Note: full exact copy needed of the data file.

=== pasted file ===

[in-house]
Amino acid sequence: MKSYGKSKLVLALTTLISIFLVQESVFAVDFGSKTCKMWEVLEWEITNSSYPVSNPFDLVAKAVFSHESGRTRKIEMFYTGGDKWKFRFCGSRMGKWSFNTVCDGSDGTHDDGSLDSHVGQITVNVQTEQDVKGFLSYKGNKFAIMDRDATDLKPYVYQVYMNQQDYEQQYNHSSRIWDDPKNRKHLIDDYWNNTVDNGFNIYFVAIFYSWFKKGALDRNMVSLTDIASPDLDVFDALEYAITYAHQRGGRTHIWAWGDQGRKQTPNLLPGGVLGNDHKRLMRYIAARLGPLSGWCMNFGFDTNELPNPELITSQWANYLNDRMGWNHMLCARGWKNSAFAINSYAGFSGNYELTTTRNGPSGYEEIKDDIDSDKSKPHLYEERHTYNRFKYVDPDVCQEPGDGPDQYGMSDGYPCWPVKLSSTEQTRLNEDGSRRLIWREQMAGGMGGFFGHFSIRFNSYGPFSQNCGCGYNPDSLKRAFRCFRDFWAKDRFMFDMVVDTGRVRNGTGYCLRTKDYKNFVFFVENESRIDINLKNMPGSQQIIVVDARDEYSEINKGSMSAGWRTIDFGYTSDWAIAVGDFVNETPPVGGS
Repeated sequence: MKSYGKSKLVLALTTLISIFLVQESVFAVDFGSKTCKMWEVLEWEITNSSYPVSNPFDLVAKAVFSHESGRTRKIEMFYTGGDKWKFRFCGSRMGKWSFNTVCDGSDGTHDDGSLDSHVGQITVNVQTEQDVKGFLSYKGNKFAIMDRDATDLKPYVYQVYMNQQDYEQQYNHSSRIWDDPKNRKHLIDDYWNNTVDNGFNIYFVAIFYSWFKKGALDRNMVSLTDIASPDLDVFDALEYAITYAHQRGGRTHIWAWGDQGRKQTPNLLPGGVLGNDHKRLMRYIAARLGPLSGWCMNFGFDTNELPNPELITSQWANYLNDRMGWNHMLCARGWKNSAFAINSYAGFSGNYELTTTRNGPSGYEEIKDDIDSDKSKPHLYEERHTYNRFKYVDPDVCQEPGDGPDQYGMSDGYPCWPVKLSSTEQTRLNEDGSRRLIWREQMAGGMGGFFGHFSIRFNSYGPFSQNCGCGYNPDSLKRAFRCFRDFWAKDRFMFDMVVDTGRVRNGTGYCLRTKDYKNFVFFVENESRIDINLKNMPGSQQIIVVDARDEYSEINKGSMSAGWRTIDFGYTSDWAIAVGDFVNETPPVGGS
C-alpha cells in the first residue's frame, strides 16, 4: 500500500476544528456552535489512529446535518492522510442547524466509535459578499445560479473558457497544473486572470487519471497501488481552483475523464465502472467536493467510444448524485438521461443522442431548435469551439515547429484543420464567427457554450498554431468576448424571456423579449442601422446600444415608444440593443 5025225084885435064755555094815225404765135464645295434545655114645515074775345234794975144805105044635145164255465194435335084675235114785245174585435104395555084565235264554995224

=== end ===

[in-house]
Amino acid sequence: MKSYGKSKLVLALTTLISIFLVQESVFAVDFGSKTCKMWEVLEWEITNSSYPVSNPFDLVAKAVFSHESGRTRKIEMFYTGGDKWKFRFCGSRMGKWSFNTVCDGSDGTHDDGSLDSHVGQITVNVQTEQDVKGFLSYKGNKFAIMDRDATDLKPYVYQVYMNQQDYEQQYNHSSRIWDDPKNRKHLIDDYWNNTVDNGFNIYFVAIFYSWFKKGALDRNMVSLTDIASPDLDVFDALEYAITYAHQRGGRTHIWAWGDQGRKQTPNLLPGGVLGNDHKRLMRYIAARLGPLSGWCMNFGFDTNELPNPELITSQWANYLNDRMGWNHMLCARGWKNSAFAINSYAGFSGNYELTTTRNGPSGYEEIKDDIDSDKSKPHLYEERHTYNRFKYVDPDVCQEPGDGPDQYGMSDGYPCWPVKLSSTEQTRLNEDGSRRLIWREQMAGGMGGFFGHFSIRFNSYGPFSQNCGCGYNPDSLKRAFRCFRDFWAKDRFMFDMVVDTGRVRNGTGYCLRTKDYKNFVFFVENESRIDINLKNMPGSQQIIVVDARDEYSEINKGSMSAGWRTIDFGYTSDWAIAVGDFVNETPPVGGS
Repeated sequence: MKSYGKSKLVLALTTLISIFLVQESVFAVDFGSKTCKMWEVLEWEITNSSYPVSNPFDLVAKAVFSHESGRTRKIEMFYTGGDKWKFRFCGSRMGKWSFNTVCDGSDGTHDDGSLDSHVGQITVNVQTEQDVKGFLSYKGNKFAIMDRDATDLKPYVYQVYMNQQDYEQQYNHSSRIWDDPKNRKHLIDDYWNNTVDNGFNIYFVAIFYSWFKKGALDRNMVSLTDIASPDLDVFDALEYAITYAHQRGGRTHIWAWGDQGRKQTPNLLPGGVLGNDHKRLMRYIAARLGPLSGWCMNFGFDTNELPNPELITSQWANYLNDRMGWNHMLCARGWKNSAFAINSYAGFSGNYELTTTRNGPSGYEEIKDDIDSDKSKPHLYEERHTYNRFKYVDPDVCQEPGDGPDQYGMSDGYPCWPVKLSSTEQTRLNEDGSRRLIWREQMAGGMGGFFGHFSIRFNSYGPFSQNCGCGYNPDSLKRAFRCFRDFWAKDRFMFDMVVDTGRVRNGTGYCLRTKDYKNFVFFVENESRIDINLKNMPGSQQIIVVDARDEYSEINKGSMSAGWRTIDFGYTSDWAIAVGDFVNETPPVGGS
C-alpha cells in the first residue's frame, strides 16, 4: 500500500476544528456552535489512529446535518492522510442547524466509535459578499445560479473558457497544473486572470487519471497501488481552483475523464465502472467536493467510444448524485438521461443522442431548435469551439515547429484543420464567427457554450498554431468576448424571456423579449442601422446600444415608444440593443 5025225084885435064755555094815225404765135464645295434545655114645515074775345234794975144805105044635145164255465194435335084675235114785245174585435104395555084565235264554995224